Bears, Cubs Lock Horns With Cook County Over Tax Bills
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CHICAGO (CBS) — Cook County government has hiked the amusement tax bill for the Bears, and is claiming the Cubs owe hundreds of thousands of dollars in back taxes, all because of luxury suites.
The Chicago Tribune reported Thursday that an audit by Cook County found that the Cubs owed up to $1.5 million in back amusement taxes, as well as interest and penalties, stemming from the luxury suites at Wrigley Field. The audit covered years when the Tribune Company still held full ownership of the team, the newspaper reported.
The back tax bill was later cut to $570,000, and the case is now before a bankruptcy job as a new audit begins for the time since the Ricketts family has owned the team, the Tribune reported.
Meanwhile, the county also handed the Bears a larger amusement tax bill for the 133 luxury suites at Soldier Field. The Bears are disputing the bill in court, the Tribune reported.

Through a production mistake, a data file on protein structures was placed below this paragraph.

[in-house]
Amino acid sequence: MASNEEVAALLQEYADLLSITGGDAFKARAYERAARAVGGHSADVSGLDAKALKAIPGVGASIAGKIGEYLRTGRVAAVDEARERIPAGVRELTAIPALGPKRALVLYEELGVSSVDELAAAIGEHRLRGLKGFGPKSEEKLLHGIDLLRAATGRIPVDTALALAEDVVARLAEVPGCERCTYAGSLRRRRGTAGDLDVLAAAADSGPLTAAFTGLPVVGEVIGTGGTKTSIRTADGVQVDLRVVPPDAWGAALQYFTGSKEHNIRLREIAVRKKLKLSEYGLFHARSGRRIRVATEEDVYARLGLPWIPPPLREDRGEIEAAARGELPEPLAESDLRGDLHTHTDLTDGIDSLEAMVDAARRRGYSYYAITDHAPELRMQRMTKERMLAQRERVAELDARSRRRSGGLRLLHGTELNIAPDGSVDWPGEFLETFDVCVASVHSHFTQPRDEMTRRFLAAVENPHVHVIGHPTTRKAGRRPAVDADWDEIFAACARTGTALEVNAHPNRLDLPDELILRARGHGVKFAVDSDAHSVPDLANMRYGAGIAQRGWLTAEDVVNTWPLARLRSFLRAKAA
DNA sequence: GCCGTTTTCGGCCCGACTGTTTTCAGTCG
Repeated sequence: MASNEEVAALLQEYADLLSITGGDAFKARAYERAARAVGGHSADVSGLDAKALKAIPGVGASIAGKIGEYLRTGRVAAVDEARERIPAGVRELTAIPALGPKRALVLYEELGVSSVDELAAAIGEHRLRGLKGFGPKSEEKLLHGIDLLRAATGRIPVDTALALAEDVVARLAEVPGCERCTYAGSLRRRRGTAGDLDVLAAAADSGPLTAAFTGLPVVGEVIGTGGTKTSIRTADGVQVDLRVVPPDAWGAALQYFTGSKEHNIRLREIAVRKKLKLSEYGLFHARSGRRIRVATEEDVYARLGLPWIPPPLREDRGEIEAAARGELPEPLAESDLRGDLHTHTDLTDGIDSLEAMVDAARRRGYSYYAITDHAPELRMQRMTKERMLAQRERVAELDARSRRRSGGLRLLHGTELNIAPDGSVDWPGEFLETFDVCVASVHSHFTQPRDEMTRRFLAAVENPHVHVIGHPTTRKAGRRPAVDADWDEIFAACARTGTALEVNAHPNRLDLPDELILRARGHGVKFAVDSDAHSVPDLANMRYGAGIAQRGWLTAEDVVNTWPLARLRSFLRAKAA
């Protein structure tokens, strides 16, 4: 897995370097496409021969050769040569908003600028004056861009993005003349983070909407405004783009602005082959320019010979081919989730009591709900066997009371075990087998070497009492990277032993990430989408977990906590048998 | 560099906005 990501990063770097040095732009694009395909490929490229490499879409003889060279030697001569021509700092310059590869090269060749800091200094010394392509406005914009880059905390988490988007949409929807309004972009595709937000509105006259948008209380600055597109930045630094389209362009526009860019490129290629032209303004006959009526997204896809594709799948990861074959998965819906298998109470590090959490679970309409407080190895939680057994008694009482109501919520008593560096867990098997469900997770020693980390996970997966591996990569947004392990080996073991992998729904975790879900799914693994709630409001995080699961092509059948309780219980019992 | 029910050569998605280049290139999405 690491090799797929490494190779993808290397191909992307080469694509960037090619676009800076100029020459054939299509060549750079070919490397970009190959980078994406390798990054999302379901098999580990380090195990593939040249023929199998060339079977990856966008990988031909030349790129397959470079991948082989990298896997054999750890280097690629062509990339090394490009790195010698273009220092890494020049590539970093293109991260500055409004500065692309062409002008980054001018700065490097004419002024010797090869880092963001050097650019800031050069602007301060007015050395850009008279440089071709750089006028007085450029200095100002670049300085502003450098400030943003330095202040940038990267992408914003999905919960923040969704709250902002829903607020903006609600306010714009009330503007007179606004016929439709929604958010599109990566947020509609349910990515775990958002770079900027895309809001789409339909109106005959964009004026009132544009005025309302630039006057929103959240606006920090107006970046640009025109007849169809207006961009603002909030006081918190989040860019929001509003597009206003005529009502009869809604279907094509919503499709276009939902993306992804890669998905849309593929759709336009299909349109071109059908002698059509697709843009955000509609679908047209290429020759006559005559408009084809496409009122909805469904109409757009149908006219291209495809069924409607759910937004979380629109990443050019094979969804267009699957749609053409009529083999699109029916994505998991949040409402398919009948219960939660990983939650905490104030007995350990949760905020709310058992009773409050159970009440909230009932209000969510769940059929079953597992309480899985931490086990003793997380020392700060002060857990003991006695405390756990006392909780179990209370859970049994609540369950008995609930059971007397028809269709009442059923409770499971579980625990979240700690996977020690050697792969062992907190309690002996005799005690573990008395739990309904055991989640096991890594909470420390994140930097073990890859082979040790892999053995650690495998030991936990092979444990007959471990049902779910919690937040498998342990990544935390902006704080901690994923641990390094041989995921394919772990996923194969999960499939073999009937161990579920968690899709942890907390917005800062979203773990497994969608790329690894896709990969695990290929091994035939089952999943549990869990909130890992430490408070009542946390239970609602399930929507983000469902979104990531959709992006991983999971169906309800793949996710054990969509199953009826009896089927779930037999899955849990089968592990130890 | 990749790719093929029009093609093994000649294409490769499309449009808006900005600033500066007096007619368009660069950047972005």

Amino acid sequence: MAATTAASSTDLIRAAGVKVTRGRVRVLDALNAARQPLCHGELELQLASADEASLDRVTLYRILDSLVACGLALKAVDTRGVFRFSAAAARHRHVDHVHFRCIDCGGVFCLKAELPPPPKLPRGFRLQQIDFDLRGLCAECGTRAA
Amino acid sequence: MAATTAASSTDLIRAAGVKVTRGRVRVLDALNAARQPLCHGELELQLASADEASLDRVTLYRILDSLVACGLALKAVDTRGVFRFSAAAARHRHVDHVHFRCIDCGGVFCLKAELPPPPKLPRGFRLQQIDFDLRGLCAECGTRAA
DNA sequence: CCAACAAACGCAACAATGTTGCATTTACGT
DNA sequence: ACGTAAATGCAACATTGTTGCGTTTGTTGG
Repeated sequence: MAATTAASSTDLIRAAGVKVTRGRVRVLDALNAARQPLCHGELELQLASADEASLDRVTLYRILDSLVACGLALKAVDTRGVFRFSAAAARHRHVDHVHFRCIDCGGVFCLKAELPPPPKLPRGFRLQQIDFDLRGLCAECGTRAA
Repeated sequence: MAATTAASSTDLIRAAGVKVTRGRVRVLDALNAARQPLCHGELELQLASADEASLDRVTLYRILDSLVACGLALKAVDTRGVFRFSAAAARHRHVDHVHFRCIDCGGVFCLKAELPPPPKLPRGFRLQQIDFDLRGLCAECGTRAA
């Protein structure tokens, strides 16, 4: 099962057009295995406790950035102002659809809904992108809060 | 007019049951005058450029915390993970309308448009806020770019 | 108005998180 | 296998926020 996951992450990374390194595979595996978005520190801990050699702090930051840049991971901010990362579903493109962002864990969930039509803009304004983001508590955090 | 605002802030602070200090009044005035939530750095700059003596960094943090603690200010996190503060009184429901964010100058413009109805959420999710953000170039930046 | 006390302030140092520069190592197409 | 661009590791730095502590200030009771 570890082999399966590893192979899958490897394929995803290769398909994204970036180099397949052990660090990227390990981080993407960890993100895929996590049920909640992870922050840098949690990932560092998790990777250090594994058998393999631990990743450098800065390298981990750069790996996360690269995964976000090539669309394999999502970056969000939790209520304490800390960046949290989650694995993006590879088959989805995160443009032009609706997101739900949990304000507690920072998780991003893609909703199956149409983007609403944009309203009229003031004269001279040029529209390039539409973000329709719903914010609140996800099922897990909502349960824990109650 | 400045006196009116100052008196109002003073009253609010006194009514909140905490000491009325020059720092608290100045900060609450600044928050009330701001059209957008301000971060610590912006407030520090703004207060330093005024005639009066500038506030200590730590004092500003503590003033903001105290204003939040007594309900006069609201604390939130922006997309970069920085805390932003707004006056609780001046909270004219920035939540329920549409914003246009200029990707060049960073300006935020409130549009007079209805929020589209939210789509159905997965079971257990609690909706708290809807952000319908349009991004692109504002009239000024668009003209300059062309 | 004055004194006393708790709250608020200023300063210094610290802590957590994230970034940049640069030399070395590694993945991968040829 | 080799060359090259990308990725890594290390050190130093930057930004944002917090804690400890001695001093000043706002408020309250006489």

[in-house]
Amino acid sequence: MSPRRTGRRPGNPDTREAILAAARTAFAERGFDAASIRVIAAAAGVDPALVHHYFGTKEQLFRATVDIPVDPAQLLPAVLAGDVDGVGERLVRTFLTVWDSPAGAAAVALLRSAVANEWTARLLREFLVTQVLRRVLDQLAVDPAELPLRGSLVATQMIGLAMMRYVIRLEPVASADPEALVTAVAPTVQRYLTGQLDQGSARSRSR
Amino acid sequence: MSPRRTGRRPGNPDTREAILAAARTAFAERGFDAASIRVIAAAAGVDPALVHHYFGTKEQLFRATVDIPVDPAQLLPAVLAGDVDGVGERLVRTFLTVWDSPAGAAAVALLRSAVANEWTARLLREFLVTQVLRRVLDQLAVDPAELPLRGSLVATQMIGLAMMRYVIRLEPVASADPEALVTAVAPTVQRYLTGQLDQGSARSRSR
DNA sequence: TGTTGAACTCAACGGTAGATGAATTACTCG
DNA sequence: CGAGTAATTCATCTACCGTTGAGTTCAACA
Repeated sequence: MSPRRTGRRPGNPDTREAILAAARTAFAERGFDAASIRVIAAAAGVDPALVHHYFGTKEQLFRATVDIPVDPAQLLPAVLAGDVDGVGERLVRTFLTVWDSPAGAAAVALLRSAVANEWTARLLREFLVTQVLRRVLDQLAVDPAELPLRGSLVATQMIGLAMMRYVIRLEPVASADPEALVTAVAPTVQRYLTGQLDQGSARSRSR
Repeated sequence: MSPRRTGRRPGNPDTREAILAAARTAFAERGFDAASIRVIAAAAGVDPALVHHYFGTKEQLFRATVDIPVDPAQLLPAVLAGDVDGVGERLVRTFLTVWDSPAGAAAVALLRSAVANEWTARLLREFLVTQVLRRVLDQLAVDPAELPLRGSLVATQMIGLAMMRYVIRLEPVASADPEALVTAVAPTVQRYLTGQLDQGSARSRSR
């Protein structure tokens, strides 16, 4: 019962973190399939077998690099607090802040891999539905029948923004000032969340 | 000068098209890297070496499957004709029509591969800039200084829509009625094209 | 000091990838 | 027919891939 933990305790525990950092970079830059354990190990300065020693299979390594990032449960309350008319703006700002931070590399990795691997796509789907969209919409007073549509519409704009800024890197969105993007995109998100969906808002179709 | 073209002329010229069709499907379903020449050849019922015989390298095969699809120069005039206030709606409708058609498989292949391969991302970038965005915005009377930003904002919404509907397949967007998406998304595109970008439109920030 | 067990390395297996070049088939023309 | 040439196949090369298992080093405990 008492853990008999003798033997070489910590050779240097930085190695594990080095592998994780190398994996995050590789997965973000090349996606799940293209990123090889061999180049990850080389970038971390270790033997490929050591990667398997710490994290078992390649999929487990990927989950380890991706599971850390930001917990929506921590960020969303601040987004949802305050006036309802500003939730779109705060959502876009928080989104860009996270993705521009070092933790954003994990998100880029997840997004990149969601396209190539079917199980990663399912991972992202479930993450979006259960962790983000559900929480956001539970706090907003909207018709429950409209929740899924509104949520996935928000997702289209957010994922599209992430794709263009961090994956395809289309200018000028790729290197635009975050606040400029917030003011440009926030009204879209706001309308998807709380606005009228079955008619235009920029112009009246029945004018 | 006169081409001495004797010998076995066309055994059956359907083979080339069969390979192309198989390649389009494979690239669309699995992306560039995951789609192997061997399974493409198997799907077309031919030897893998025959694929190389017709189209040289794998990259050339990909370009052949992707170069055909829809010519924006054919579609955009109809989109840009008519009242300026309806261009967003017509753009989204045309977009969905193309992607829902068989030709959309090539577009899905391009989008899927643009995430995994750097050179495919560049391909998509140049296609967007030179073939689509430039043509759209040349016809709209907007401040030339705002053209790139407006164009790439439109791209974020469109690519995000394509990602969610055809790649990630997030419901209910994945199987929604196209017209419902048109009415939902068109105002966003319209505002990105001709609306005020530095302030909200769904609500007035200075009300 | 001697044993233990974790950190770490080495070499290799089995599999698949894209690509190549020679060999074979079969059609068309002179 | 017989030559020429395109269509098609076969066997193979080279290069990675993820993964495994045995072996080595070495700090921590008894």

The dispute stems from a disagreement between the teams and the county. Everyone agrees that admission-related fees are subject to the amusement tax, but the county says parking, food and other provisions in the luxury suite bill are also subject to the tax, the Tribune reported.
Cook County Commissioner Larry Suffredin (D-13th) tells the Tribune the ordinance is poorly worded, and he expects the case to end up in litigation.
This controversy comes as the Cubs seek to use funds from the City of Chicago amusement tax – which is three times that of the county – for renovations at Wrigley Field.
The Tribune reports Mayor Rahm Emanuel does not support that idea, and Ald. Tom Tunney (44th) said in November that he was “not against” the project, but expressed skepticism about a plan that would take tax money away from “increasing the number of police officers hired or new street lights or sewer lines.”